‘Remarkable’ effect of evenamide, Newron's treatment-resistant schizophrenia (TRS) drug

By Liza Laws

- Last updated on GMT

© Getty Images
© Getty Images

Related tags schizophrenia Clinical research Clinical trial Newron Pharmaceuticals treatment

The unique glutamatergic mechanism of action in Newron Pharmaceuticals’ investigational new drug can potentially produce a long-lasting antipsychotic response in patients with TRS, and the benefits will accrue over time.

The biopharmaceutical company is focused on the development of new therapies for patients with diseases of the central and peripheral nervous system (CNS), presented new data yesterday (Monday October, 10) from its study​ evaluating evenamide for the management of treatment resistant schizophrenia (TRS).

The data, which demonstrated that evenamide treatment was associated with an increasing, sustained, and clinically significant improvement of symptoms were presented at the 36th European Clinical Neuropsychopharmacology Congress (ECNP) in Barcelona, Spain.

Ravi Anand, Newron’s chief medical officer, said: “These highly encouraging results from study the study presented yesterday demonstrate the potential benefits of evenamide and its unique glutamatergic mechanism of action. The findings show that the addition of this glutamate modulation to first- and second-generation antipsychotics in patients with TRS potentiates their effects on dopamine dysfunction and can potentially produce a beneficial antipsychotic response.

“What is remarkable about the effect of evenamide in this study is that treatment benefits continue to accrue overtime, and many patients who do not respond early achieve clinically important benefits later. Importantly, over the course of the study period, we found that no patients relapsed or experienced worsened psychosis, and a significant portion of patients improved to the point that they no longer met the criteria to enrol in the study to begin with.”

Results to date show that adding evenamide to antipsychotics was well tolerated, with low incidence of treatment-emergent adverse events, or drop out due to intolerance, and no pattern of central nervous system abnormalities. In all 95% of patients completed six weeks of treatment, 94% of the completers chose to continue with evenamide treatment into the planned long-term extension study and 92% of them reached six months of treatment.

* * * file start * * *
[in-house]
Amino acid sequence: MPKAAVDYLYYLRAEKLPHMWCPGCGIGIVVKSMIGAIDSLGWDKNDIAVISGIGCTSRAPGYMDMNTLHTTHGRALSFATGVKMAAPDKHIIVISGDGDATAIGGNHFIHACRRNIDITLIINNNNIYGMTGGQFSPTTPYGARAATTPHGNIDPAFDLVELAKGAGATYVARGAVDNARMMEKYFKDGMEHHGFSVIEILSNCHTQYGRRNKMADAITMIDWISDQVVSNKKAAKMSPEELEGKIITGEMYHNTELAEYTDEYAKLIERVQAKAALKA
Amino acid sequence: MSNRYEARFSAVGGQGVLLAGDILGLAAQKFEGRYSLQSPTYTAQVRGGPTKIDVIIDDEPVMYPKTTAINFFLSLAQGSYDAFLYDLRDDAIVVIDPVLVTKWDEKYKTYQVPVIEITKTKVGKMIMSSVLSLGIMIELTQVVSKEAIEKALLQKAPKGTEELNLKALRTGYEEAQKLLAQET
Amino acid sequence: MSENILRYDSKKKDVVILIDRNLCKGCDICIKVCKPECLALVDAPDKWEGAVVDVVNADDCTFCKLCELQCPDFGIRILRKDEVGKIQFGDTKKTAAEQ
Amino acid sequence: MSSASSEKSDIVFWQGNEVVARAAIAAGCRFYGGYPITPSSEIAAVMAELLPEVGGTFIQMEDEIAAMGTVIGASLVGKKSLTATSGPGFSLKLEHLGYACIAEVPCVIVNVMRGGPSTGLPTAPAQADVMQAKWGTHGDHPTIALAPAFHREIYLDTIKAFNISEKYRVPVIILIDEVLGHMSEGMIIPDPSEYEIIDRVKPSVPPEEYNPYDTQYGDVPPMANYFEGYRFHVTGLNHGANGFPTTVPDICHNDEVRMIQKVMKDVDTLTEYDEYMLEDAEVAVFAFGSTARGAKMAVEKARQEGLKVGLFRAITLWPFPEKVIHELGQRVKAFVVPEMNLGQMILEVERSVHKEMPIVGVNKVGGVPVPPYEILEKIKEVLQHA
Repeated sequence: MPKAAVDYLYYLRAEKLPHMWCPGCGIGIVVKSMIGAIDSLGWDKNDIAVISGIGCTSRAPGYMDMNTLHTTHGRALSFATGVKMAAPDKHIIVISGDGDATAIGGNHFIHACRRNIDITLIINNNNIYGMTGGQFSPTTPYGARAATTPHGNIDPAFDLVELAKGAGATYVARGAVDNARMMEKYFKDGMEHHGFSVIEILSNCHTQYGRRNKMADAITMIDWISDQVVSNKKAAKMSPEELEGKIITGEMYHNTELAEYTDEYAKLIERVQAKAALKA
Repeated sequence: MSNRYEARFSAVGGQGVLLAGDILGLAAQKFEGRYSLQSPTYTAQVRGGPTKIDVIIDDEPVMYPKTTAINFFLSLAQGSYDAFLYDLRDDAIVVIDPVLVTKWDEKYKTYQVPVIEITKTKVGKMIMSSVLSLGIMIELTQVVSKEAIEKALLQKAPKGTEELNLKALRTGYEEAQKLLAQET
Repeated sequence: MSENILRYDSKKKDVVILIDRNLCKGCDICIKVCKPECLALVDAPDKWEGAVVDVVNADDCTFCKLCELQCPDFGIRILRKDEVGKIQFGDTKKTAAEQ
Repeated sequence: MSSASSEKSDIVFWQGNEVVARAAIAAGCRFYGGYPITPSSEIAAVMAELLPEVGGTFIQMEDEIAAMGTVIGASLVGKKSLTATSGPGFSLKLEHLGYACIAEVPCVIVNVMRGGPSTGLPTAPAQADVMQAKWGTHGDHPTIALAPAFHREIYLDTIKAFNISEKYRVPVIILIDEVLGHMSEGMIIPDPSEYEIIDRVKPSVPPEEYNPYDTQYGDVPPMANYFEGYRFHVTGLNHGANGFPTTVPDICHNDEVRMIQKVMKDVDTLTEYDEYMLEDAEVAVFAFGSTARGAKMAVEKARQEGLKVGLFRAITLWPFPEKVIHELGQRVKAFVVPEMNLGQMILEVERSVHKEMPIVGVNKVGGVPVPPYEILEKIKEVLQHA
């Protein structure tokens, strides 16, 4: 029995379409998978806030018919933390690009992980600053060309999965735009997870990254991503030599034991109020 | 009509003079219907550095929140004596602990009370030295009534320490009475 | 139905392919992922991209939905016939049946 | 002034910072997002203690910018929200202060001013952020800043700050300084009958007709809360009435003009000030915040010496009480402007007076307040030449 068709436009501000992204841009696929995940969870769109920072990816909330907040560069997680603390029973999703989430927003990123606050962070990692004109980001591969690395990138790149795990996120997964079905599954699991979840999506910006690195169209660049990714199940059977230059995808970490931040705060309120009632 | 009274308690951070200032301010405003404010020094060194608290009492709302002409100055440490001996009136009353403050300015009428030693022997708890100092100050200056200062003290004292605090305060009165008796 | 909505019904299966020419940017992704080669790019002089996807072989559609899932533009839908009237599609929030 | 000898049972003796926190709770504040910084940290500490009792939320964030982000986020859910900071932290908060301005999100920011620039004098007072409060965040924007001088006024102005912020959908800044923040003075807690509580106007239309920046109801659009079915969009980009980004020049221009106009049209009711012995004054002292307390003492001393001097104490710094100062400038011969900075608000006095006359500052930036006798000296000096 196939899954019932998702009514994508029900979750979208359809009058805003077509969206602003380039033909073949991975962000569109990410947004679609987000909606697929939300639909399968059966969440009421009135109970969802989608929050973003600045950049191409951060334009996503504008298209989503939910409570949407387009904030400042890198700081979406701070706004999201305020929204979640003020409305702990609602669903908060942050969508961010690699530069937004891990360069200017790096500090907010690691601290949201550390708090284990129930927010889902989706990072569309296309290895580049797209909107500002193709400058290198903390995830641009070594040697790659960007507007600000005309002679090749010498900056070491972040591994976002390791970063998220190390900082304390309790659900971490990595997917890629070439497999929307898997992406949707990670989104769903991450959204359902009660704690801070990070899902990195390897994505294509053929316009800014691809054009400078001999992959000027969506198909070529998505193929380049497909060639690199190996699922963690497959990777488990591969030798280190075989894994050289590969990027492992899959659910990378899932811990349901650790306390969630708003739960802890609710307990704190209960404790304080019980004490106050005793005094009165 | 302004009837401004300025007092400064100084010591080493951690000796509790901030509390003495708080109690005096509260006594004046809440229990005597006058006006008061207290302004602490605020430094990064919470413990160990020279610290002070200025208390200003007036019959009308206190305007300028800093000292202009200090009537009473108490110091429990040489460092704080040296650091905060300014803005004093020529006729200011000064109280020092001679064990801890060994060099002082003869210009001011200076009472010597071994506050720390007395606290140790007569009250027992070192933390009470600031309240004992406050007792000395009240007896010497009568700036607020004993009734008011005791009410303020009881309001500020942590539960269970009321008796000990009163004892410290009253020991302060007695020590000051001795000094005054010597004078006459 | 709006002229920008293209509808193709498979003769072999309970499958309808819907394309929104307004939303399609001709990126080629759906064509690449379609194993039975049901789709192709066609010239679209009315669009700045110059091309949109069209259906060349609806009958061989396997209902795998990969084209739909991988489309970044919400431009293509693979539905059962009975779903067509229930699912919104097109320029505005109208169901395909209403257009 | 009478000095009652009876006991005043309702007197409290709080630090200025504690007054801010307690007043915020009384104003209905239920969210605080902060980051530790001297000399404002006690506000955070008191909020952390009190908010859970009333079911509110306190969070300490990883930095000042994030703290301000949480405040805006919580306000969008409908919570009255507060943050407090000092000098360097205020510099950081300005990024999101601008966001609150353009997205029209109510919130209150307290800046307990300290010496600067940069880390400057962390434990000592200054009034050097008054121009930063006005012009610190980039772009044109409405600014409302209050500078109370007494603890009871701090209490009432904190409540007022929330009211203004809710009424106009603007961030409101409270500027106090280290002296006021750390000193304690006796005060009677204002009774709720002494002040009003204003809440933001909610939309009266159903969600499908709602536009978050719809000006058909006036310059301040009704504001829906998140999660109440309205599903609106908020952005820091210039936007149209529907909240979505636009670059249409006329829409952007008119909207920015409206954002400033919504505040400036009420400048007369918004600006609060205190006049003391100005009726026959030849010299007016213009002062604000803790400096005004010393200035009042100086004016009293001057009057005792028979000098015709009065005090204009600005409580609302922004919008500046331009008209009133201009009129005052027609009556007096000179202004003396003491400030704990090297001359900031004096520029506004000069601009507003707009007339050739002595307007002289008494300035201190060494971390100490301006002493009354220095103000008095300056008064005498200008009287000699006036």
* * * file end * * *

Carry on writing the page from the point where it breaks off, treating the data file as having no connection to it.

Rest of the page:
Phase 3 trial following encouraging results

Gradual and sustained improvement was evident throughout the trial and in contrast to common clinical experiences Newron said no patients experienced worsening of their psychoses and as a result, nobody relapsed.

The company said that a large number of responders at week six maintained their response at six months. In the review of the efficacy data, Newron said it found the treatment with evenamide resulted in approximately 40% o patients at six months were no longer meeting the protocol severity criteria used to diagnose treatment resistance.

These results have potentially expedited the design of a further study of two doses of evenamide - 15 and 30 mg bid - as an add-on treatment in patients with TRS.

Anand continued: “Following these encouraging results, which have been assessed by our international advisory committee, we are preparing to initiate a potentially pivotal, phase 3, multinational, randomized, double-blind, placebo-controlled trial in patients with TRS and are confident that the results from that study will endorse the use of evenamide as an adjunct treatment to any other antipsychotic as a new therapeutic strategy for TRS.”

A significant proportion of patients with schizophrenia show virtually no beneficial response to antipsychotics despite adequate treatment, leading to a diagnosis of treatment-resistant schizophrenia.

TRS is defined as ‘no, or inadequate, symptomatic relief despite treatment with therapeutic doses of two APs from two different chemical classes for an adequate period’. About 15% of patients develop TRS from illness onset, and about one-third of patients overall. Increasing evidence supports abnormalities in glutamate neurotransmission in TRS, not targeted by current antipsychotics, along with normal dopaminergic synthesis, to explain the lack of benefit of most typical and atypical antipsychotics. 

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